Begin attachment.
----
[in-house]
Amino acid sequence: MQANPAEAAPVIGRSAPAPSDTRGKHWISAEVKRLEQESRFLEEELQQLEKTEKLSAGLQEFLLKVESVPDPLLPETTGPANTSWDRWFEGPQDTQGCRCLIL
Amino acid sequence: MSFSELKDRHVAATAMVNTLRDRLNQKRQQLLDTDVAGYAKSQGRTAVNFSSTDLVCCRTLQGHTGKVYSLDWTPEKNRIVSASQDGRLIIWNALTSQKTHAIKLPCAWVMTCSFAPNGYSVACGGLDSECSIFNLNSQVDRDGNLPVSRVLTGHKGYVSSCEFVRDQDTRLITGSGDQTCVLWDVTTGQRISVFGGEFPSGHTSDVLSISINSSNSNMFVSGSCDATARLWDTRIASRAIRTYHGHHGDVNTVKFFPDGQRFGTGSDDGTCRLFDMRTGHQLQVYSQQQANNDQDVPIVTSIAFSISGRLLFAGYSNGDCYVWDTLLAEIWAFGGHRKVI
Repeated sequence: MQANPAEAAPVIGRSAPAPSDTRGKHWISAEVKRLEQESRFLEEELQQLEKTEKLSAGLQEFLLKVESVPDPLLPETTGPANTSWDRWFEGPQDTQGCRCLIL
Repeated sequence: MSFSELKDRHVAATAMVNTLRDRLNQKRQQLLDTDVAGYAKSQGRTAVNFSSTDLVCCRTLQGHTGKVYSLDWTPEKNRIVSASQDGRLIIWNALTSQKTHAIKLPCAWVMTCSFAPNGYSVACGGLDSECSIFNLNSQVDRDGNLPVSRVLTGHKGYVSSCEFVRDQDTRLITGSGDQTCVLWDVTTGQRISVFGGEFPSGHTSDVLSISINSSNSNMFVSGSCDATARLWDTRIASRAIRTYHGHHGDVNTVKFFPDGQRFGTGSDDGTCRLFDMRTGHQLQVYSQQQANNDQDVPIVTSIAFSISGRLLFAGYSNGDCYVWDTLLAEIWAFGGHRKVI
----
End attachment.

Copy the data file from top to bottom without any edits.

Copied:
[in-house]
Amino acid sequence: MQANPAEAAPVIGRSAPAPSDTRGKHWISAEVKRLEQESRFLEEELQQLEKTEKLSAGLQEFLLKVESVPDPLLPETTGPANTSWDRWFEGPQDTQGCRCLIL
Amino acid sequence: MSFSELKDRHVAATAMVNTLRDRLNQKRQQLLDTDVAGYAKSQGRTAVNFSSTDLVCCRTLQGHTGKVYSLDWTPEKNRIVSASQDGRLIIWNALTSQKTHAIKLPCAWVMTCSFAPNGYSVACGGLDSECSIFNLNSQVDRDGNLPVSRVLTGHKGYVSSCEFVRDQDTRLITGSGDQTCVLWDVTTGQRISVFGGEFPSGHTSDVLSISINSSNSNMFVSGSCDATARLWDTRIASRAIRTYHGHHGDVNTVKFFPDGQRFGTGSDDGTCRLFDMRTGHQLQVYSQQQANNDQDVPIVTSIAFSISGRLLFAGYSNGDCYVWDTLLAEIWAFGGHRKVI
Repeated sequence: MQANPAEAAPVIGRSAPAPSDTRGKHWISAEVKRLEQESRFLEEELQQLEKTEKLSAGLQEFLLKVESVPDPLLPETTGPANTSWDRWFEGPQDTQGCRCLIL
Repeated sequence: MSFSELKDRHVAATAMVNTLRDRLNQKRQQLLDTDVAGYAKSQGRTAVNFSSTDLVCCRTLQGHTGKVYSLDWTPEKNRIVSASQDGRLIIWNALTSQKTHAIKLPCAWVMTCSFAPNGYSVACGGLDSECSIFNLNSQVDRDGNLPVSRVLTGHKGYVSSCEFVRDQDTRLITGSGDQTCVLWDVTTGQRISVFGGEFPSGHTSDVLSISINSSNSNMFVSGSCDATARLWDTRIASRAIRTYHGHHGDVNTVKFFPDGQRFGTGSDDGTCRLFDMRTGHQLQVYSQQQANNDQDVPIVTSIAFSISGRLLFAGYSNGDCYVWDTLLAEIWAFGGHRKVI